Advantages of Modeling Chocolate

Why use Modeling Chocolate instead of gum paste or fondant for some projects??? Modeling chocolate is very forgiving. You can work on the same project for days instead of minutes, and if you add another piece to the project, the “seams” can be made invisible, as the heat of your hands melts the chocolate surface just enough. Modeling Chocolate is my friend. When I made “The Lady”, I worked for days to get her just right. I could not have done that with either fondant or gum paste. Another big advantage is that the customer can keep a figure that has been sculpted from modeling chocolate for a room decoration… and sometimes for quite some time (though I would not eat a modeling chocolate figure that has been gathering dust on the shelf for the last year). Enjoyable, Edible Art. That’s what it’s all...

My Homemade Vanilla Marshmallow Fondant

Deb Miller’s Vanilla Marshmallow Fondant This is my recipe for Vanilla Marshmallow Fondant. It’s very smooth to work with, drapes beautifully, and tastes somewhat like candy corn. I’ve been asked for the recipe, so I figured I’d finally write it down and share it. It’s color is a perfect match to my homemade butter cream. It is not a bright white. It has more ingredients than many recipes, might take a little longer to make, but it is worth it. Enjoy! ….Doubles well. Ingredients: 1/3 cup – shortening (and more as needed to grease hands while working) 16 oz. – mini marshmallows 2 TBLSP – water 1/4 cup – salted butter 1/2 tsp. – clear butter flavoring 1 TBLSP – glycerin 2 TBLSP – corn syrup 1 1/2 tsp. – clear vanilla Approx. 2 3/4 lb. Sifted 10X confectioners’ sugar 1 1/2 to 2 TBLSP Tylose (as needed for your project) This recipe makes about 3 lb. 13 oz. fondant. Recipe Doubles well. Directions: If you plan to melt marshmallows, etc. in the microwave, use a large glass bowl. You can also melt them in a large, greased bowl over a pan of water on the stove. The choice is yours. If you use the microwave, heat it in short spurts, and check and stir often. It’s WAY faster to use the microwave. 🙂 Grease large bowl with the 1/3 cup shortening. Add the marshmallows, water, and butter (cut in pieces). Heat, stirring often, until it is smooth and melted through. Remove from heat, and stir in Butter Flavoring, Glycerin, Corn Syrup, and Vanilla. Either lightly grease a mixer...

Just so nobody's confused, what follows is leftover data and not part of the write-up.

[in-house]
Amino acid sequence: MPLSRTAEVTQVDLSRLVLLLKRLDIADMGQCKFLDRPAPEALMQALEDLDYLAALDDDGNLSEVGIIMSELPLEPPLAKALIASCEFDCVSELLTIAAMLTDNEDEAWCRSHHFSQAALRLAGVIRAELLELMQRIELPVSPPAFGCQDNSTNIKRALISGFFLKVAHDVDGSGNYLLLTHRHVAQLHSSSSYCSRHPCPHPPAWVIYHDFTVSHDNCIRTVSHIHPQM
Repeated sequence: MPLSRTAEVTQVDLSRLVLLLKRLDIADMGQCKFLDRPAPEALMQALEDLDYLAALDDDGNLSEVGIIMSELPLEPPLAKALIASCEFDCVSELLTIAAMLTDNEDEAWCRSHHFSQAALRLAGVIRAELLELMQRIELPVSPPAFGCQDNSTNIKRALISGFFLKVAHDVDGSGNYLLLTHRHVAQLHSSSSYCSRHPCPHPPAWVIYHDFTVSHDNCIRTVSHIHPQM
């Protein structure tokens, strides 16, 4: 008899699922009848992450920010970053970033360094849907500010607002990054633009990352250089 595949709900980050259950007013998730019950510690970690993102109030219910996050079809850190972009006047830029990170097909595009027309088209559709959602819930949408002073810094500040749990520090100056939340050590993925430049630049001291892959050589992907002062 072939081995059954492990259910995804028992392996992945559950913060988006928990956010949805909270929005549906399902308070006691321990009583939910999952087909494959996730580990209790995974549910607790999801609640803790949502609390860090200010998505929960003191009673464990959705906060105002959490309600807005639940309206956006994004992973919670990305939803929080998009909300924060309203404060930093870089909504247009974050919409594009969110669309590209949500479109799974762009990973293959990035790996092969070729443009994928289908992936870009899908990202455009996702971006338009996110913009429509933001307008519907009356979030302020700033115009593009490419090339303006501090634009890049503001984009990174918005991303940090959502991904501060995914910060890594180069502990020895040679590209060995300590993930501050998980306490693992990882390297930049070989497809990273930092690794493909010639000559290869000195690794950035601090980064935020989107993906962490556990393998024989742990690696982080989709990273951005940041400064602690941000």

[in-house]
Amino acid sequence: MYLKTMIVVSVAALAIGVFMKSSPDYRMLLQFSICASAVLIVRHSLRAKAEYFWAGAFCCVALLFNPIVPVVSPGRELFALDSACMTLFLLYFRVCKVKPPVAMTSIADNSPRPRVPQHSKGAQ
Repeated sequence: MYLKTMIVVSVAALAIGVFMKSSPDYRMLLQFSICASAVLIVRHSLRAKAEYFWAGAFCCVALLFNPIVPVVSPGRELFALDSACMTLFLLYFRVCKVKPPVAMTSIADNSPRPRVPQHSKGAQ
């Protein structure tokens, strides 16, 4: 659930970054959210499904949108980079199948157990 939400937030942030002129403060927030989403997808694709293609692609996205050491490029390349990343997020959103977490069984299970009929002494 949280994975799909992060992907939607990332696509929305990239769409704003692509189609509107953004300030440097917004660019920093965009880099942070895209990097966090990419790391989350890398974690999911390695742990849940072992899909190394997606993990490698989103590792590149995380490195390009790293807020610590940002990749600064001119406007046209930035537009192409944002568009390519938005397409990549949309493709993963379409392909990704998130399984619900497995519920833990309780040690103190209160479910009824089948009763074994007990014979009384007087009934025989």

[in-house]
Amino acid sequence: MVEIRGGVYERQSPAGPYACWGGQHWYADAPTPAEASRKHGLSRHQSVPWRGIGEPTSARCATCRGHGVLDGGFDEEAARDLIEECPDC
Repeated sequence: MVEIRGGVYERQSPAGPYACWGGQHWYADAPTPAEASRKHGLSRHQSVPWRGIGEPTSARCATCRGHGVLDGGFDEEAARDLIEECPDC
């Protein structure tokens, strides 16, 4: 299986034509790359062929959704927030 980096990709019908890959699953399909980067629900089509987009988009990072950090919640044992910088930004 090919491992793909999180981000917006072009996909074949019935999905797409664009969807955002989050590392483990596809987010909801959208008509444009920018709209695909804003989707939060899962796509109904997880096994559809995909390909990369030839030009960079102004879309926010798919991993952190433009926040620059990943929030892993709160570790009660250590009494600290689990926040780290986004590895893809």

Counting the Cost of Custom

Ever wonder why custom cakes cost so much more than cakes from the grocery store? I’ll try to compare, but honestly, there is not much to compare. The grocery store usually has X number of cakes to choose from. They have lots of layers mass-baked, for you and a number of other people. That fluffy white icing comes in a lovely white plastic 5-gallon bucket, and the raspberry filling was squeezed out of a see-through plastic sleeve that was on the shelf with all the other kinds of fillings. They purchase in bulk through the store chain, so the ingredients cost very little. The cake bases, cardboard circles, etc. are there, as there are only so many sizes of cakes offered. Customizing? That may vary some from one store to another. Production is key. Get it done fast. They will probably sell it to you at a price that barely breaks even, knowing that when you pick up your cake, you will probably purchase all the chips, soda, burgers, etc. that you need for the party. Now lets go custom: I’ll be asking you lots of questions…  How many people are you serving? Is this the only dessert? Do you need larger servings, or “typical” wedding-sized servings? Do you have an idea in mind? You want a 6-tier cake shaped like a kangaroo? Time to sketch the cake plans, to make sure it feeds everyone, and will stand upright. A few hours of planning, drawing up the contract, meeting with the customer, emailing… Vanilla-Almond Sour Cream cake with raspberry filling? I’ll be going to the grocery store and paying...

How many servings are there?

An IMPORTANT tidbit of information for when you shop for a wedding cake… SERVING sizes vary, depending on the baker / bakery. Here is an example: When you go to W**-Mart, they have a handy-dandy little brochure that shows some of their wedding cakes. If you look closely, you will see that the serving size is for a 1 inch X 1 inch X 4 inch tall serving. Here is where it gets interesting. They say you will have 134 servings from a 3-tiered cake, based on a 6 inch tier, an 10 inch tier, and a 12 inch tier. Apparently my servings are much more generous. In my book, that is only 83 servings. I sell a 6 inch tier as 8 servings…. W**-Mart says that same tier is 16 servings. My 10 inch tier is 30 servings…. W**-Mart says that is 48 servings. My 12 inch tier is 45 servings…. W**-Mart says that feeds 70 people. You might think you are getting SO MUCH MORE cake for the money at the Big Box stores or the grocery store, but if they are postage stamp-sized servings, you had better hope your caterer knows how to cut that cake into slivers, or you will run out of cake in a...